Indeed, with this constellation of blood tests in a severe Covid-19 case in the ICU setting, the physician uses heparin intravenously or subcutaneously to counter clot formation. However, this needs to be balanced against the risk of causing severe internal bleeding.

Separate from the anticoagulant effect, heparin seems to also suppress inflammatory cytokine levels. In addition, heparin suppresses neutrophil chemotaxis and migration. Physicians rescued many patients from death using heparin therapy.

Risk versus benefit clinical trials of heparin therapy are required

At this point there are only retrospective clinical trials available to describe risk versus benefit of heparin therapy. Some show no difference, others do. There are two international clinical trials on their way to shed more light on this situation. Until the results of these clinical trials are available, physicians need to treat patients to the best of their knowledge.

How to Manage Clot Formation with Covid-19

How to Manage Clot Formation with Covid-19

Conclusion

Clot formation in sick Covid-19 patients is responsible for many deaths in Covid-19 patients. The SARS-CoV-2 (or Covid-19 coronavirus) causes a cytokine storm with injury to the lining of the arteries. This can affect multiple vital organs and the condition may lead to organ failure. This activates the clotting system and causes clots all over the body. When this process occurs, patients get very sick and the death rate climbs. Physicians were able to rescue some patients with heparin therapy. Two international clinical trials are on the way. Hopefully  these trials answer questions about this newer treatment method. The downside of heparin therapy is the complication of massive bleeding, which causes deaths as well. When it comes to Covid-19, don’t rely on curative medicine. Strengthen your immune system by preventative therapy like vitamin D3 that can interrupt the cytokine storm.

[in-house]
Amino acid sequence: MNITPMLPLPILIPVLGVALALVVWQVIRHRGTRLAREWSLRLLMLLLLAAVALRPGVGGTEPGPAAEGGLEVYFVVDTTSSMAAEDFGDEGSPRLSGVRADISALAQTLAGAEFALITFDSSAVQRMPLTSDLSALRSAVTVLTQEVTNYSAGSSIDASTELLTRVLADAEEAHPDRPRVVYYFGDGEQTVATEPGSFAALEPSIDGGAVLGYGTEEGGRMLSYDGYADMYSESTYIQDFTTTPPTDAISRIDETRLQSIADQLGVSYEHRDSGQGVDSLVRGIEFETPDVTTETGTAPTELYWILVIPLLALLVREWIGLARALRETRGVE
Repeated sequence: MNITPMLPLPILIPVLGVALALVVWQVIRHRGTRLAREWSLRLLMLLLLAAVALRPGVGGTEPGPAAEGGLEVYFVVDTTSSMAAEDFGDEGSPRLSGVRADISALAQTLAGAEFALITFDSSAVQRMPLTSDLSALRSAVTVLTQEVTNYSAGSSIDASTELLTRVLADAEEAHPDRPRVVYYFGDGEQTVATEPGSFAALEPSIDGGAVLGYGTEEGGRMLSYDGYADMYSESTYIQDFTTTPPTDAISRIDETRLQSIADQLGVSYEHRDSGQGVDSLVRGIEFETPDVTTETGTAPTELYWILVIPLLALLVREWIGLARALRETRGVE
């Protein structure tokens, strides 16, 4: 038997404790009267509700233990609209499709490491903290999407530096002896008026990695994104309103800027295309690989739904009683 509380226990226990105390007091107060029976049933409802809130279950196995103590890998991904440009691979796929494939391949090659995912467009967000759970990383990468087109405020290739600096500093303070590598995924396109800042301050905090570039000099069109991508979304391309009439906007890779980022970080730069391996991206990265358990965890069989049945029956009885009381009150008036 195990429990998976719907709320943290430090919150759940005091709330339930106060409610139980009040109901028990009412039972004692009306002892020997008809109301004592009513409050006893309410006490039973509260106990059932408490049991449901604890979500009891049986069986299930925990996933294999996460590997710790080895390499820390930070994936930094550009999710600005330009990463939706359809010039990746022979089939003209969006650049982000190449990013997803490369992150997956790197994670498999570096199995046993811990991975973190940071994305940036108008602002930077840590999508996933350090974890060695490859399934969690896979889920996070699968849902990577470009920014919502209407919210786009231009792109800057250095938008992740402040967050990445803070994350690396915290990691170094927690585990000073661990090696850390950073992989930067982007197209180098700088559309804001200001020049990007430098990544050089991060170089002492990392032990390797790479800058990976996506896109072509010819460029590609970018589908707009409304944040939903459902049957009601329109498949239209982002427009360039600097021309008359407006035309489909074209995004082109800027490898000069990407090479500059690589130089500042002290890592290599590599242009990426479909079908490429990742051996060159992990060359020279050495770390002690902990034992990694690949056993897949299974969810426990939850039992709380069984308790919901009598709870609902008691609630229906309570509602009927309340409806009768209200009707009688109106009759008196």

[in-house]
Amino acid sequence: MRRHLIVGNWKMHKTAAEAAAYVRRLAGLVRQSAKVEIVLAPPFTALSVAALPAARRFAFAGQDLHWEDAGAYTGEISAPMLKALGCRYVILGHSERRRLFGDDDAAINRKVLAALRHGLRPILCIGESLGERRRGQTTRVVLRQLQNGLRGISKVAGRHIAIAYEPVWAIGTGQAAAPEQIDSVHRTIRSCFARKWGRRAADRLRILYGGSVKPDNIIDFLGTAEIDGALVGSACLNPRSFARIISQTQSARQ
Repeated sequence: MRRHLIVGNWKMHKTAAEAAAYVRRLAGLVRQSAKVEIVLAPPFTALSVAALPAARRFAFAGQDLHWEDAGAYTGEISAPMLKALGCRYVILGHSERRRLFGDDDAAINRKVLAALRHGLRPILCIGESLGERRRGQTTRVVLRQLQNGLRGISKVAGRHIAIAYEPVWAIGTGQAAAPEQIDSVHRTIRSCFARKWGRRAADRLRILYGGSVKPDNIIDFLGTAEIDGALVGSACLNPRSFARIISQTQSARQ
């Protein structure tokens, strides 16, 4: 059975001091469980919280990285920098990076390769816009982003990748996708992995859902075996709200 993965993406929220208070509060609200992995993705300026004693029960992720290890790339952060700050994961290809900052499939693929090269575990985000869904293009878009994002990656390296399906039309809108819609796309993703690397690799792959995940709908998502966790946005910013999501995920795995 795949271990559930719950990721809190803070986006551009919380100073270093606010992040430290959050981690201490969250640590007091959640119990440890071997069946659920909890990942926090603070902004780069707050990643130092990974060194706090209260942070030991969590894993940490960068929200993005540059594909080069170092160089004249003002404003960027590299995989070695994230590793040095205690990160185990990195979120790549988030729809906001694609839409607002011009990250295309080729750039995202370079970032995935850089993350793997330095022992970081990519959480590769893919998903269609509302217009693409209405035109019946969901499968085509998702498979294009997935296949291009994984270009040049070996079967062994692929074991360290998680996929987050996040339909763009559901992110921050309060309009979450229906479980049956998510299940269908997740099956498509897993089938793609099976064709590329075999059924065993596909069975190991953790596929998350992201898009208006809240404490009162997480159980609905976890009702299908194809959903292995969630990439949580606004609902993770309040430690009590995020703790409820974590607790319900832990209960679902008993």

And even with a “well-prepared” immune system it is extremely important to follow all the guidelines of distancing, disinfecting and wearing face masks. We need all the help we can get!

Part of this was previously published here.

 

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About Ray Schilling

Dr. Ray Schilling born in Tübingen, Germany and Graduated from Eberhard-Karls-University Medical School, Tuebingen in 1971. Once Post-doctoral cancer research position holder at the Ontario Cancer Institute in Toronto, is now a member of the American Academy of Anti-Aging Medicine (A4M).